Kate sprinted as fast as she could to the damaged bridge. It was so badly damaged that it swayed in the wind. She began crossing it. The bridge's railroad ties were spaced out a lot since many had fallen off in the storm. The bridge had no railings and was moving back and forth. Kate realized the only way to get across was to crawl on her hands and knees. She slowly maneuvered herself onto the bridge. She fell to her hands and knees and began the long trek to the other side of the bridge. She used her lantern to see where to put her feet. However, a gust of wind had broken the lantern and it was no more use. She let it fall into the raging flood below. The river had come up so high that she could, every now and then, feel a splash of water spray from below and over the bridge. She continued to crawl. Her shoes had fallen off and her clothes were drenched and damaged as they ripped when they got snagged by a rail, tie, or spike. As she worked her way across the span of the bridge, she gashed and bruised herself on pieces of the track and bridge. She could only use the light of the almost constant lightning to see where she was going. She heard shouts from the fallen train below and screamed back that she would be back with help in a little. She knew time was running out so she began to crawl faster. She slipped several times and let out a shrill scream before catching herself and continuing on. After about 40 minutes she finally crossed. She felt sick but the train was on its way and would be there soon. So she ran, she had to. She ran as fast as she could and covered over two miles in about 15 minutes. When she got there she busted through the door. startling everyone inside. She then screamed, "The bridge is out! Stop the train!" Almost as she said that she gave out and collapsed. She could not stand and she was breathing heavily. The eight or so people in the station looked at the soggy, bloody, ragged, homeless looking girl that had just blasted in the door without warning. The trains whistle blew in the distance. Kate attempted to say, "Stop the train!" It did not sound like much though. Two people working there walked out into the storm. They signed the red signal and the train stopped. Kate who was bleeding and cut badly was taken to a doctor that night.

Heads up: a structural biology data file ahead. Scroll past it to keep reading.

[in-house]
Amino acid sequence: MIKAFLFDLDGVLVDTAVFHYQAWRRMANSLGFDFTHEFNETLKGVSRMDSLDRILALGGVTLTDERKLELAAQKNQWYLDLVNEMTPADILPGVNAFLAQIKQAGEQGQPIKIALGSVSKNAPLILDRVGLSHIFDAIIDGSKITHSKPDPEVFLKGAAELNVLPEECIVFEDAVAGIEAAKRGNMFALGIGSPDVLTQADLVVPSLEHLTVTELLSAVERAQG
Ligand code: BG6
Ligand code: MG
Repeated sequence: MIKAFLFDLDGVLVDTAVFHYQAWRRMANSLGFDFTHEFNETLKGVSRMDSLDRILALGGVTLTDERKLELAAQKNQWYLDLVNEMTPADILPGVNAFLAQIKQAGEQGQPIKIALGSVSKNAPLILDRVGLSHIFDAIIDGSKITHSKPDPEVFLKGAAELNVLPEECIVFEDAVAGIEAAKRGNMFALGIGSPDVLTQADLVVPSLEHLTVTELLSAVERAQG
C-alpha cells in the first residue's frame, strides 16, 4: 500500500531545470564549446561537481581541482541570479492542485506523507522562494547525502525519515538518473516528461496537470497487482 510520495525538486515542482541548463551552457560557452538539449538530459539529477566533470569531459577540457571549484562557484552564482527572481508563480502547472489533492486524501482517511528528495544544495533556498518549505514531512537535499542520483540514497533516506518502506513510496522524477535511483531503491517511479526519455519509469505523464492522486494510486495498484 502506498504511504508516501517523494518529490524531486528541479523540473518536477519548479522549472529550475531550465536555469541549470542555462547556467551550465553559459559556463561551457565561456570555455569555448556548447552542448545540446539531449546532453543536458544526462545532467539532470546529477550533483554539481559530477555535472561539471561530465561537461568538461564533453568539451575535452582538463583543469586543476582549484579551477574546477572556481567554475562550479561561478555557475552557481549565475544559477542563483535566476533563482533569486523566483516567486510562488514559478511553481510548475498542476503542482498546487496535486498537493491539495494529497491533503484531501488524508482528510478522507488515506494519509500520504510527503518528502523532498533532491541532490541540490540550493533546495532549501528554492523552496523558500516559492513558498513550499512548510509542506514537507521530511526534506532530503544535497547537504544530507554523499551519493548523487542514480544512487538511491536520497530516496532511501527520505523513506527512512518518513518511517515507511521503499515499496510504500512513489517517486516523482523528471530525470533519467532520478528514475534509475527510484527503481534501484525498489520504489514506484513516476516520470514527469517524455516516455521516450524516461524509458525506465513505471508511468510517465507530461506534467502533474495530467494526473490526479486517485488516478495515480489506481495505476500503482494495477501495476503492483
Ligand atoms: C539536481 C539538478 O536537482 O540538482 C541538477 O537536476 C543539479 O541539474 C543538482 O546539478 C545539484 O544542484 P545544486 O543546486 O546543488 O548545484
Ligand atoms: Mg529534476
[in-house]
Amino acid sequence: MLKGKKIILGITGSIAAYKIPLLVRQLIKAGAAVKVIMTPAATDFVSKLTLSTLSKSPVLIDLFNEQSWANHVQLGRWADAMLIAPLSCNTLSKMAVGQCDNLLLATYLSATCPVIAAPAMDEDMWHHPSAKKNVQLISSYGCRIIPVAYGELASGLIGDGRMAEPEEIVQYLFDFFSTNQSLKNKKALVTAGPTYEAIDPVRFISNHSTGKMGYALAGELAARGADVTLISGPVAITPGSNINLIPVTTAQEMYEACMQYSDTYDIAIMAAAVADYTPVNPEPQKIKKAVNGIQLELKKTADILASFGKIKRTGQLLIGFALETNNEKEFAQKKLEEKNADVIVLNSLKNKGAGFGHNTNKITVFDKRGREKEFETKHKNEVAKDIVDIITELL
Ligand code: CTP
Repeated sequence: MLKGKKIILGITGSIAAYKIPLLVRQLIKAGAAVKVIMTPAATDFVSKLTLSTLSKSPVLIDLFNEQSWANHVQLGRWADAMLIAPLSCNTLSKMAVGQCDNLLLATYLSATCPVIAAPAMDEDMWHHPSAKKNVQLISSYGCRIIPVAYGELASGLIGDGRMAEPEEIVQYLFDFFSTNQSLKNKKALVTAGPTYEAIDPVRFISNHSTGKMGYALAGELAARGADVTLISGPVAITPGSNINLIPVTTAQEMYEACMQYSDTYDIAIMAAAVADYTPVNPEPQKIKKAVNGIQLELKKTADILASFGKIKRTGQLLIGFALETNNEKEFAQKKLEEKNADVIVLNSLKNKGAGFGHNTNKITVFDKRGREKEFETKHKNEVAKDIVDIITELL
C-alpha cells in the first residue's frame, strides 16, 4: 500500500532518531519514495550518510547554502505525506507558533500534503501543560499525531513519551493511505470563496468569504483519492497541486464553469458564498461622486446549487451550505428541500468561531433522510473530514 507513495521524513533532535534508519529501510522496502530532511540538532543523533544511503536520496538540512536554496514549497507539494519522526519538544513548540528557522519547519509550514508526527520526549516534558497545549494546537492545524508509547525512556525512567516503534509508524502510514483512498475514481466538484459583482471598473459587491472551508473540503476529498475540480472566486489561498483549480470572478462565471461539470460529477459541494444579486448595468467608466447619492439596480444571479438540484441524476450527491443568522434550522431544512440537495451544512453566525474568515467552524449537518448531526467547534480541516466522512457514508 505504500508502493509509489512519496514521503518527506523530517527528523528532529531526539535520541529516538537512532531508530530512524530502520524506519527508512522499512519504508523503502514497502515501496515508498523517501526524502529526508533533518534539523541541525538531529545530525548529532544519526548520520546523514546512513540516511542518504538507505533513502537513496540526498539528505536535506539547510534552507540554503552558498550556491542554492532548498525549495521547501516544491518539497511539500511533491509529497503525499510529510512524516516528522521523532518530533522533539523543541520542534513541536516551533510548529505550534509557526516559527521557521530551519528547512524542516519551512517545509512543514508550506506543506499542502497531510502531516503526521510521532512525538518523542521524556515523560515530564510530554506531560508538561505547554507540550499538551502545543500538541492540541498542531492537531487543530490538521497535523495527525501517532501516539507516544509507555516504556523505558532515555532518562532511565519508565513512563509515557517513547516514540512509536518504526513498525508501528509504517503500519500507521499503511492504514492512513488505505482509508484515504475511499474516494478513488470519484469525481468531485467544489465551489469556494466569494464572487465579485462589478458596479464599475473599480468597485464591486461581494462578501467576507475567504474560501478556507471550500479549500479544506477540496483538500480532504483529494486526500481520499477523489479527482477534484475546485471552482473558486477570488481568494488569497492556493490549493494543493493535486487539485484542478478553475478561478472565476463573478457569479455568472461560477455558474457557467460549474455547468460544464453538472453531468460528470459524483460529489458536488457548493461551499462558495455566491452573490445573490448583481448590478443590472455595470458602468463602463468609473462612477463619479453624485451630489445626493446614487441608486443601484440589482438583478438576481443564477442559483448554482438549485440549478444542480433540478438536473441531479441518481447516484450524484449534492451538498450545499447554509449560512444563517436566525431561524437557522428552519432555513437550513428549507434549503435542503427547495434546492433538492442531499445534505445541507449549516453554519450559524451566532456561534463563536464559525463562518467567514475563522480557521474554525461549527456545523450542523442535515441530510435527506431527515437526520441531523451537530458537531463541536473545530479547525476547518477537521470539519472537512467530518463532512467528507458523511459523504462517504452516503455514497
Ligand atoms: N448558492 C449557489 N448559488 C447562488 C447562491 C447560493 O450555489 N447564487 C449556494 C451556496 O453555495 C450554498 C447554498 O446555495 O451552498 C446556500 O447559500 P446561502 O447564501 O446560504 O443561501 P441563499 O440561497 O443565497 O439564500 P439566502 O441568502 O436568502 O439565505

The next day the sky was clear and blue. It was clear that the bridge was washed out. Kate had told them about the worker train and two of the four people were saved. About a month later the station was having an event at which they saluted Kate in front of an entire town. They also announced that they were going to begin construction of a new bridge and that it would be named after Kate as the Kate Shelley High Bridge. Kate was remembered for her heroic efforts on that night that in total saved 239 people. Anyway, this is why Katherine Shelley is a hero. A true Hero.

Page created on 5/31/2017 11:08:31 AM

Last edited 9/23/2020 12:28:52 AM

The beliefs, viewpoints and opinions expressed in this hero submission on the website are those of the author and do not necessarily reflect the beliefs, viewpoints and opinions of The MY HERO Project and its staff.
 

Related Links

Kate Shelley - Heroine of the High Bridges
Remembering (the real) Kate Shelley - Iowa Department of Cultural Affairs